On 16 January, a Tel Aviv-based startup announced the launch of a new service called SeeTree that will provide farmers with important information on crops, including disease, irrigation, and fertility. According to a statement, SeeTree aims “to bring technology disruption into the world of tree farming.”
The company is focusing on trees, which present a complex data collection problem, CEO co-founder Hachamov told the Times of Israel. Trees take many years to grow and up to five years to produce fruit. Thus, something like disease can be detrimental to yearly yields. “Deep insights” will be provided by drones equipped with high-resolution, multi-dimensional sensing imagery technology, as well as sensors and samples collected on the ground. The in-depth data will be able to provide crop growers with data on individual trees and clusters of trees. The data will hopefully be able to tell farmers what, where, and when to grow certain crops. The startup has already been working with big farmers in Brazil and California as a pilot study prior to the launch. So far, the results are promising and Seetree has purportedly raised $15 million (about €13 million) in venture capital funding.
The company was founded in 2017 Prof. Hovav Talpaz, a farmer and researcher that has worked in both the US and Israel, Barak Hachamov, a serial entrepreneur from the Silicon Valley, and Guy Morgenstern, with extensive experience in R&D and intelligence from Silicon Valley. The service uses a “combination of artificial intelligence, machine-learning technology, and agronomic intelligence to provide growers with the data needed on a macro and micro level for optimized farming,” they said in the statement.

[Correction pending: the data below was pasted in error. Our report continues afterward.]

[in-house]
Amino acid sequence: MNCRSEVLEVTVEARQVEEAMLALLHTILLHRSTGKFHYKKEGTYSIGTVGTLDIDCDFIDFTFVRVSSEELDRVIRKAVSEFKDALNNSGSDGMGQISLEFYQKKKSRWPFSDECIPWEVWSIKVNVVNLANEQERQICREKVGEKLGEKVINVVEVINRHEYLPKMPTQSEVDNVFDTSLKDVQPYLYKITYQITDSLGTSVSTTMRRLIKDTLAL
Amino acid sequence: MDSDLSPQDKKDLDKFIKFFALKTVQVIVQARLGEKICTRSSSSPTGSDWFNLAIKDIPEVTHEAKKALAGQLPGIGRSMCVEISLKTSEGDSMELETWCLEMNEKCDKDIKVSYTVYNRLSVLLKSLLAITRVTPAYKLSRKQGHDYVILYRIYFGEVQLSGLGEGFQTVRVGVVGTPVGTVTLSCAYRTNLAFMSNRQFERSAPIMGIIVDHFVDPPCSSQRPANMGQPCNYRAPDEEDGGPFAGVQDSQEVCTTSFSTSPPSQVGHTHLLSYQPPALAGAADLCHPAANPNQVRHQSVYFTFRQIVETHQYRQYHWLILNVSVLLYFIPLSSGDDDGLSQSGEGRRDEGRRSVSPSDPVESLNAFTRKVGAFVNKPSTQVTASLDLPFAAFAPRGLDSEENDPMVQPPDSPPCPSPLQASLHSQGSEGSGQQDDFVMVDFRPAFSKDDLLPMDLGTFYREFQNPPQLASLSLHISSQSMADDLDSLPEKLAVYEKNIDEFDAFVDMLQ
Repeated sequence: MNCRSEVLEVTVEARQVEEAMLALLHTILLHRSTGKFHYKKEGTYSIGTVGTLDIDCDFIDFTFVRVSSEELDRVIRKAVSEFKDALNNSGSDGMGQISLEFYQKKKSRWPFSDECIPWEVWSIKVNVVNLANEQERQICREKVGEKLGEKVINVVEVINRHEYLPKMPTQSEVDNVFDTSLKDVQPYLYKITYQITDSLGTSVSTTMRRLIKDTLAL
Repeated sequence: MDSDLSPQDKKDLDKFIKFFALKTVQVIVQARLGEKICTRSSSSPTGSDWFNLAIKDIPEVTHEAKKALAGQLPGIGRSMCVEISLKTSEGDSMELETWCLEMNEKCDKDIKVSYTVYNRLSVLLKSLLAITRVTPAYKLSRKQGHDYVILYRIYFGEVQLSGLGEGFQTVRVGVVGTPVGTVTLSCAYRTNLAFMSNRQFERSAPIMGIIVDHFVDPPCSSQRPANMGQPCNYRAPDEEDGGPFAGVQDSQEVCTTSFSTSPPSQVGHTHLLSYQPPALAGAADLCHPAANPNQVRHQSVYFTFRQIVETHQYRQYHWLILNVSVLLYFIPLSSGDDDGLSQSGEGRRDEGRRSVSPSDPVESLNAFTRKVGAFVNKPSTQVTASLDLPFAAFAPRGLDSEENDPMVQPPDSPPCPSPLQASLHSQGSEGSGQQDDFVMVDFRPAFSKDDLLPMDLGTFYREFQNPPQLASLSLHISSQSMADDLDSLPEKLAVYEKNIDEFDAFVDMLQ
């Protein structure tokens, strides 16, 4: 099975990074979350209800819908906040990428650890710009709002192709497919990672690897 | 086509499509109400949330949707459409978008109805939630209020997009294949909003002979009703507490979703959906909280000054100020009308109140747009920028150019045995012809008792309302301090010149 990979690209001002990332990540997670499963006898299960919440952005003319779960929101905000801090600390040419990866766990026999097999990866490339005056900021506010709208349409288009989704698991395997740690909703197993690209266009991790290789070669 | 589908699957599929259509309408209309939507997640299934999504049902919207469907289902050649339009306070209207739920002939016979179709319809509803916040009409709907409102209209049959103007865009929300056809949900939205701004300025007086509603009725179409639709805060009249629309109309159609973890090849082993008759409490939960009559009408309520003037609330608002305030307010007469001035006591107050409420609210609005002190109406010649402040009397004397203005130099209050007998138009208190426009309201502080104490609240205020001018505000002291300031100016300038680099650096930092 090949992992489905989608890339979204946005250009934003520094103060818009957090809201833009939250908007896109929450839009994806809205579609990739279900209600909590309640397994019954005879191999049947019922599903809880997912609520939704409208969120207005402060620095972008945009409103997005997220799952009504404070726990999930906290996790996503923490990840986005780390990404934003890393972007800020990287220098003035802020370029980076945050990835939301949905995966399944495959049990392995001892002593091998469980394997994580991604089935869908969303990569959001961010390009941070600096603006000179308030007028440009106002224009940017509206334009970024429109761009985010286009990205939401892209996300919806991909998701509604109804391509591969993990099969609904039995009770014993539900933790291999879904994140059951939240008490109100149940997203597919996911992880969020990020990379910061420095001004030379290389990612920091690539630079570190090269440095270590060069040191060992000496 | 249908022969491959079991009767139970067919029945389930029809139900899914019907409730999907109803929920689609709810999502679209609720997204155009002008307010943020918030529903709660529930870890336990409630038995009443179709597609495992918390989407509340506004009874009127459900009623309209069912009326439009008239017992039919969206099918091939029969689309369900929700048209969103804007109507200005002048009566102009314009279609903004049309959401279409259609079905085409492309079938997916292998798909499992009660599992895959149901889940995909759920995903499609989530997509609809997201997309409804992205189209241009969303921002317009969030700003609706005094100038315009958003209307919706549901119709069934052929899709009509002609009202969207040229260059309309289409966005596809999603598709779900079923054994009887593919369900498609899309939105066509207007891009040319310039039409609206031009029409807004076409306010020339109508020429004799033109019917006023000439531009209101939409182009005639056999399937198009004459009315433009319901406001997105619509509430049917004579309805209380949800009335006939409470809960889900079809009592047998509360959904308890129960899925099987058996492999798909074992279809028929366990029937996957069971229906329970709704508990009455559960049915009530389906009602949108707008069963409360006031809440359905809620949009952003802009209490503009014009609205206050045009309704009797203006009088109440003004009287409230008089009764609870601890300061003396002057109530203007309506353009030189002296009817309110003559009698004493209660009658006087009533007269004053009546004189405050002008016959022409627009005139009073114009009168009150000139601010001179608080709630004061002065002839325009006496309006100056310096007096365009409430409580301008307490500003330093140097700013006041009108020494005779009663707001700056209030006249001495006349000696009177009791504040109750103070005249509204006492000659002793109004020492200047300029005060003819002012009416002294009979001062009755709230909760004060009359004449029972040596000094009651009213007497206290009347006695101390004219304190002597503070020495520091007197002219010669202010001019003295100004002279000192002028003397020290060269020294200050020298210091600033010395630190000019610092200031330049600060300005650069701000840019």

The global precision agriculture sector is predicted to reach $10 billion (around €8.5 billion) by 2023, which presents an interesting business opportunity. The agricultural sector itself holds a market value of close to $10 trillion (€8.5 trillion) and represents a major share of the world economy. Over 2.5 billion people thrive on farming for their livelihood from farming. Moreover, as the global population grows ― expected to increase to 10 billion by 2050 ― therefore, new strategies are required to meet increasing global food demands. In particular, agricultural production will need to increase by almost 60 per cent. In addition, farmers around the world are facing a variety of food production challenges that make it difficult to produce more food without consequently increasing environmental impact; therefore, precision farming approaches will also be crucial to mitigating climate change while still feeding the world’s estimated 50 billion population by 2050.
Many farmers must make important decisions based on visual assessments and intuition, but have been increasingly making use of high-tech sensors. The so-called agritech sector has been growing rapidly and is now bringing data-driven approaches to agriculture, but has yet to deliver. The use of artificial intelligence (AI) and big data are set to become the norm in agriculture companies such as SeeTree will hopefully lead the way toward innovative strategies for problems such as food security issues that will affect the global population in the future. Venture capital pumped a massive $10.1 billion (€8.6 billion) into the ag-tech sector in 2017. This newest addition to the agritech sector is further evidence that investors and startups are finally waking up to the opportunities in agricultural technology.